Outside Leinster House.
Members of Movement of Asylum Seekers in Ireland, Anti-Racism Network Ireland and Refugee and Migrant Solidarity Ireland, and their supporters, are holding a demonstration calling for a meaningful right to work for asylum seekers in Ireland.
It comes ahead of an expected announcement from the Supreme Court tomorrow.
The Supreme Court is due to make a formal announcement [tomorrow] about the unconstitutionality of the ban on asylum seekers’ right to work in this state. This follows on from the court’s decision in May last year that this total ban is unconstitutional.
Since then, the Government has dragged its heels until finally, last week, it pushed a motion through the Oireachtas about opting in to the EU directive on reception conditions for asylum seekers including its very general directive on the right to work which allows individual states to decide on the details themselves.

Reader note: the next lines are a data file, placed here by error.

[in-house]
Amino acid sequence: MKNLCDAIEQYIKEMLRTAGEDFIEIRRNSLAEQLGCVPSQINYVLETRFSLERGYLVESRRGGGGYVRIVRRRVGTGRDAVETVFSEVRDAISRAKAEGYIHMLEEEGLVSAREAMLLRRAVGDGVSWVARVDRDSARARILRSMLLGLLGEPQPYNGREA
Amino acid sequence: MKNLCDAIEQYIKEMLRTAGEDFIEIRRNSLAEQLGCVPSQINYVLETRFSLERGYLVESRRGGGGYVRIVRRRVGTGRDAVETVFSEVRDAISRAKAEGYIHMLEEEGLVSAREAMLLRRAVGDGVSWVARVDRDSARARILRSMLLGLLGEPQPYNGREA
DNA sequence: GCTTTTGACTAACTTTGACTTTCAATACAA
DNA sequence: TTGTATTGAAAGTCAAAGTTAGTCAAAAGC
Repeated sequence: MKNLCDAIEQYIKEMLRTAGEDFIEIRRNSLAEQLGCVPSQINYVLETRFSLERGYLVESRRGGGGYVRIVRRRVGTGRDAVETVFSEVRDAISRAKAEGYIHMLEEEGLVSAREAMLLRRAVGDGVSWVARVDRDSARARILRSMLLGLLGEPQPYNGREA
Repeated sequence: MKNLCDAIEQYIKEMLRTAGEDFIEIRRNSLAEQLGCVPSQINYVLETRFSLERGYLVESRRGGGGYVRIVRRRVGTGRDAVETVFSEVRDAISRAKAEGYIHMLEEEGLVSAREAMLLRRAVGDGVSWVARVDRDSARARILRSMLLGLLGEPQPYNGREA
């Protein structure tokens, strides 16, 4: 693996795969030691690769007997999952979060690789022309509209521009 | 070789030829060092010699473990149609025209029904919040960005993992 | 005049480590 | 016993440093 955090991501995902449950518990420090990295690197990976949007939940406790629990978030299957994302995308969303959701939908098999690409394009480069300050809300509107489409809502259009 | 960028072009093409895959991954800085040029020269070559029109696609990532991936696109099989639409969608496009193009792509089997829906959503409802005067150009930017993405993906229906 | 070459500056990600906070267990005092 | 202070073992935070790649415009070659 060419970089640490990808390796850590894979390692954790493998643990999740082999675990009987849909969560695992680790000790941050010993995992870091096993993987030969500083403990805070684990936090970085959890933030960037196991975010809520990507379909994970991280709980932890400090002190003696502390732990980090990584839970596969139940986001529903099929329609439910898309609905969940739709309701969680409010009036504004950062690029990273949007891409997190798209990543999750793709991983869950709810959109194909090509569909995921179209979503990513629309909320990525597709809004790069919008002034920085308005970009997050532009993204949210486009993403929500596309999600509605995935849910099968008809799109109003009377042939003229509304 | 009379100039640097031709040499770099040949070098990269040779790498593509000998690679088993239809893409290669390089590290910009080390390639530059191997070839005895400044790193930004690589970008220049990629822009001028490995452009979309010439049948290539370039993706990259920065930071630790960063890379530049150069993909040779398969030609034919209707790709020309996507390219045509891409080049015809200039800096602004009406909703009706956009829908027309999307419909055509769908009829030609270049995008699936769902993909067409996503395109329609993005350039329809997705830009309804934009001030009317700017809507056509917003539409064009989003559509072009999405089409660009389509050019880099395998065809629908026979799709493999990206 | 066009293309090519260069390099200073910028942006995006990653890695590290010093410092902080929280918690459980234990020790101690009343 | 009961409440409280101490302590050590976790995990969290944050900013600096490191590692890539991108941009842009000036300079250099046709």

MASI believes that the government is planning to introduce the most restrictive terms it can get away with, while spinning this as a sign of their great tolerance and charity toward asylum seekers.
Our beliefs are well-founded.
The Government has not given any detail of what the right to work for asylum seekers will actually look like, and now has managed to get a majority across parties to let them get away with adopting the most restrictive possible ‘interim measures’ on back of the promise to opt-in to the EU directive some months down the road, without giving any detail about what shape this will take in reality for asylum seekers who want to work.
These interim measures apply the existing work permits scheme to asylum seekers. This scheme limits the right to work in the state to a handful of highly paid professions, and requires the person applying to earn a starting salary of €30,000 minimum, and to pay €500-€1,000 euro for a work permit.
These are unreachable targets for most people, never mind for people living in direct provision on €21 a week.
If these interim measures are a taste of things to come, very few people seeking protection in Ireland will have the opportunity to earn their own living or support their families.